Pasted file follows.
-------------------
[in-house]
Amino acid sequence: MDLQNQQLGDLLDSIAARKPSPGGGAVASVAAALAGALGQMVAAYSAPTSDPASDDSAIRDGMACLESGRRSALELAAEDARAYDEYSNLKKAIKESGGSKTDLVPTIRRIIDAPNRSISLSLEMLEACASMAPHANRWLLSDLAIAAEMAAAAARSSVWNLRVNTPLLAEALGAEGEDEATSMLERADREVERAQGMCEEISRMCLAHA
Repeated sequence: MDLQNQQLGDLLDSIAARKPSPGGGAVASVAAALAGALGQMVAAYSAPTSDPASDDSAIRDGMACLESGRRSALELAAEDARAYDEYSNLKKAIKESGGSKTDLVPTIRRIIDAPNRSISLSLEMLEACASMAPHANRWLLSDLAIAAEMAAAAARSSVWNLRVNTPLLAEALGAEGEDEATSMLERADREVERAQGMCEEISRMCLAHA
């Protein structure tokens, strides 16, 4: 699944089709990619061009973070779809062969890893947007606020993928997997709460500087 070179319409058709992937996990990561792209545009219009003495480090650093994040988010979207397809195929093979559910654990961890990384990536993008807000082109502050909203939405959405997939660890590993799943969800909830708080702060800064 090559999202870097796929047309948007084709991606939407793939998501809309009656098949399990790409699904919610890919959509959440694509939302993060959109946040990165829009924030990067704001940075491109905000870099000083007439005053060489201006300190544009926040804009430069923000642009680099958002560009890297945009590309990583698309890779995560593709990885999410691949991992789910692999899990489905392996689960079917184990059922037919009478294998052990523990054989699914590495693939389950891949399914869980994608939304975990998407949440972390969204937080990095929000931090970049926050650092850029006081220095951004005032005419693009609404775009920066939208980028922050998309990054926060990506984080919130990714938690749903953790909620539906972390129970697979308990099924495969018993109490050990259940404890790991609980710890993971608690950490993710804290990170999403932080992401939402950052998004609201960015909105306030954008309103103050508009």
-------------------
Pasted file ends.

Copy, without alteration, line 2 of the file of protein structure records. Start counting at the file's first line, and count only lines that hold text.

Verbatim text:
Amino acid sequence: MDLQNQQLGDLLDSIAARKPSPGGGAVASVAAALAGALGQMVAAYSAPTSDPASDDSAIRDGMACLESGRRSALELAAEDARAYDEYSNLKKAIKESGGSKTDLVPTIRRIIDAPNRSISLSLEMLEACASMAPHANRWLLSDLAIAAEMAAAAARSSVWNLRVNTPLLAEALGAEGEDEATSMLERADREVERAQGMCEEISRMCLAHA